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Lawmakers working to repeal education laws

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ATLANTA — Moving through the General Assem­bly is legislation to repeal nearly three dozen education laws, many enacted during the stormy tenure of ex-school Superintendent Linda Schrenko.


Others were outdated or never implemented.

The list of things to nix came from a commission appointed by Gov. Nathan Deal that looked at ways to give more flexibility to local school districts as a way to help them cope with tight budgets.

“It’s an ongoing process,” said Rep. Mike Dudgeon, R-Cumming.

Schrenko was the source of many of the laws, either because she directly proposed them or because they were designed by her political opponents to limit her power as the first Republican superintendent when Democrats controlled the rest of state government. Examples include laws that restricted her spending authority and prohibited her from hiring staff without the approval of the State Board of Education.

Although the last two superintendents who succeeded her have also been Republicans, what’s changed is the GOP now controls the legislature and governor’s office. So, lawmakers and the board expressed no hesitation to restoring the powers to the current superintendent, John Barge.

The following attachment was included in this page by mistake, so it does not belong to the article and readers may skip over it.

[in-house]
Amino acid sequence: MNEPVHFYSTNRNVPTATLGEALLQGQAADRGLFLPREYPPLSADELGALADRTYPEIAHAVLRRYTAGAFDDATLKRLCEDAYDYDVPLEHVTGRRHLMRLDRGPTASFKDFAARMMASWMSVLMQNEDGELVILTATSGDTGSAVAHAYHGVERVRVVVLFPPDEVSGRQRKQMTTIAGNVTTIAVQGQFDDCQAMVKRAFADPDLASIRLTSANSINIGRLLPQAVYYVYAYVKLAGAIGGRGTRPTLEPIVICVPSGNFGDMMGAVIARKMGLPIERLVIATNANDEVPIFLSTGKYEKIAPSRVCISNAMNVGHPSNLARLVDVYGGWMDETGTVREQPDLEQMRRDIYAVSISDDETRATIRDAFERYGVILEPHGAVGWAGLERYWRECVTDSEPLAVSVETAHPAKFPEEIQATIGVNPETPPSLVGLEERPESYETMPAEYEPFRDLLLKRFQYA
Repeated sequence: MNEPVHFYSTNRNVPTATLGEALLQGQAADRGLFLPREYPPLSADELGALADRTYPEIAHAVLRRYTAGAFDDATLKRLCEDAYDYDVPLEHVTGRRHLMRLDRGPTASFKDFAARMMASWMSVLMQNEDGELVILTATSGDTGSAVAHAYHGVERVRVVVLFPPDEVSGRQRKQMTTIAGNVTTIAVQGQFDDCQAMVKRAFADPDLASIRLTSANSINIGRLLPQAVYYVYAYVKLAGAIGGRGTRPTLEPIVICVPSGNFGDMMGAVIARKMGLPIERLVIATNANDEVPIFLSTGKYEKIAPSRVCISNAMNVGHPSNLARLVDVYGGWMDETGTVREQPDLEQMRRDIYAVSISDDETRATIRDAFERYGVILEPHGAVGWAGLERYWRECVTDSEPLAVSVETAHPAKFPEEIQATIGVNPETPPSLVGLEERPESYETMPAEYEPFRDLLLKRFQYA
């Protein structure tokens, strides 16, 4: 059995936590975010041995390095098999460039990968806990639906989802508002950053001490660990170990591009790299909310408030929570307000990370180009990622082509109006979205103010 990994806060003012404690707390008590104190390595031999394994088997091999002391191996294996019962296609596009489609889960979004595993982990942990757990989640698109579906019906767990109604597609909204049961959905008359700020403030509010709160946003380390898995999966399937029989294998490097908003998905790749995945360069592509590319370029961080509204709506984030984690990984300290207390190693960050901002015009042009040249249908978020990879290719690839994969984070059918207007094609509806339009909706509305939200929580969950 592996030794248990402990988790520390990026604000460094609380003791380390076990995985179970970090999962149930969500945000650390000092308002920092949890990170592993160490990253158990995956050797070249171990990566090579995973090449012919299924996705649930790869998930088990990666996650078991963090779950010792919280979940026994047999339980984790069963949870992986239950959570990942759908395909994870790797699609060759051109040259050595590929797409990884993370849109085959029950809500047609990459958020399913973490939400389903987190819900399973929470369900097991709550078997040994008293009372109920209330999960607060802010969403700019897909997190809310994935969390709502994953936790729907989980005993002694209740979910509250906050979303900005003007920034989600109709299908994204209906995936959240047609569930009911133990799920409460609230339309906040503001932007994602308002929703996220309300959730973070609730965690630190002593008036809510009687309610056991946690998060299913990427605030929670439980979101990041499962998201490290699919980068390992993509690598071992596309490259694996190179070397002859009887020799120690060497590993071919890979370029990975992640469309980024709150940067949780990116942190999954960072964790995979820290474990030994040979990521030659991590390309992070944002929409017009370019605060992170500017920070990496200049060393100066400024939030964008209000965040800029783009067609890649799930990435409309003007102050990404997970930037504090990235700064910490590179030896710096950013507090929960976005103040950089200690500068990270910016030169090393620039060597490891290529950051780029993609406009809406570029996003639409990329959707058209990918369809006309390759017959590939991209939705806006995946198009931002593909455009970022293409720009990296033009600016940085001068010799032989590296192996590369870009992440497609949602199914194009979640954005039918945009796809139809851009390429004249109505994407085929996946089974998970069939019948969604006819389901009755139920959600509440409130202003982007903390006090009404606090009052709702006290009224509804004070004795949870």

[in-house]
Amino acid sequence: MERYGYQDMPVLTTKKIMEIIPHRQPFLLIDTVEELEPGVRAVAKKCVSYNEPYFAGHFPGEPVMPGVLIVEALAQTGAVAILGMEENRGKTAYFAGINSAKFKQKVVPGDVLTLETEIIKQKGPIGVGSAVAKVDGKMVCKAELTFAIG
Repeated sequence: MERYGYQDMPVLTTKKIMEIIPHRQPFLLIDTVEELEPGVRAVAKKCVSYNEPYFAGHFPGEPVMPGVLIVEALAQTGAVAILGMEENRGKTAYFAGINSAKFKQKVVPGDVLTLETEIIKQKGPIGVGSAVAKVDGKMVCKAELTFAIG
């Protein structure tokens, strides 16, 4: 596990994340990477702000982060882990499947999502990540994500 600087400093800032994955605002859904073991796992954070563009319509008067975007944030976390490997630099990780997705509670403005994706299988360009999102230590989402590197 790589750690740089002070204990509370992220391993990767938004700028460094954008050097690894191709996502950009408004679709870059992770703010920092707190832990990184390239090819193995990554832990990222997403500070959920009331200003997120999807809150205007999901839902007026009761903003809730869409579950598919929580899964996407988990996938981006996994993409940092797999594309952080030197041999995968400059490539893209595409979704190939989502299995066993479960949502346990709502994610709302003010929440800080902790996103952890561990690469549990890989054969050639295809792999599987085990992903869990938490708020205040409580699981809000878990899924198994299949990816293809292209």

“All of the organizations that have an interest in education had an opportunity to weigh in,” said Calvine Rollins, the president of the Georgia Association of Educators. “All of the controversial stuff was taken out.”

The measure, House Bill 706, passed unanimously and now awaits Senate consideration.

Dudgeon told his colleagues Wednesday when the House voted on the repeal package that more would be coming from the education commission.

“There are number of programs that have never been funded, and there was no intention to fund them because education has been so decimated,” Rollins said.

Schrenko had proposed several of them. Her influence in the legislature was limited to passing programs but not to the difficult task of getting money for them. That’s because the choice came down to taking from existing programs or raising taxes.

She is currently in a federal prison serving her sentence for embezzling federal funds from the Department of Education to support her gubernatorial campaign.

Among the outdated laws was a prohibition against bringing a pager or any electronic device to school. It was written before the invention of cellphones and laptops and was designed to halt drug dealers who sent pages to children enlisted as drug runners. Now many teachers encourage students to use their devices for research, calculations or communicating with their parents during the school day.

“We did however, regret to see the school-wide merit pay disappear and the potential for differentiated pay in high-needs areas,” said Tim Callahan, the spokesman for the Professional Association of Georgia Educators. “Both had merit in our view, but both were in conflict with the state’s Race to the Top plan.”

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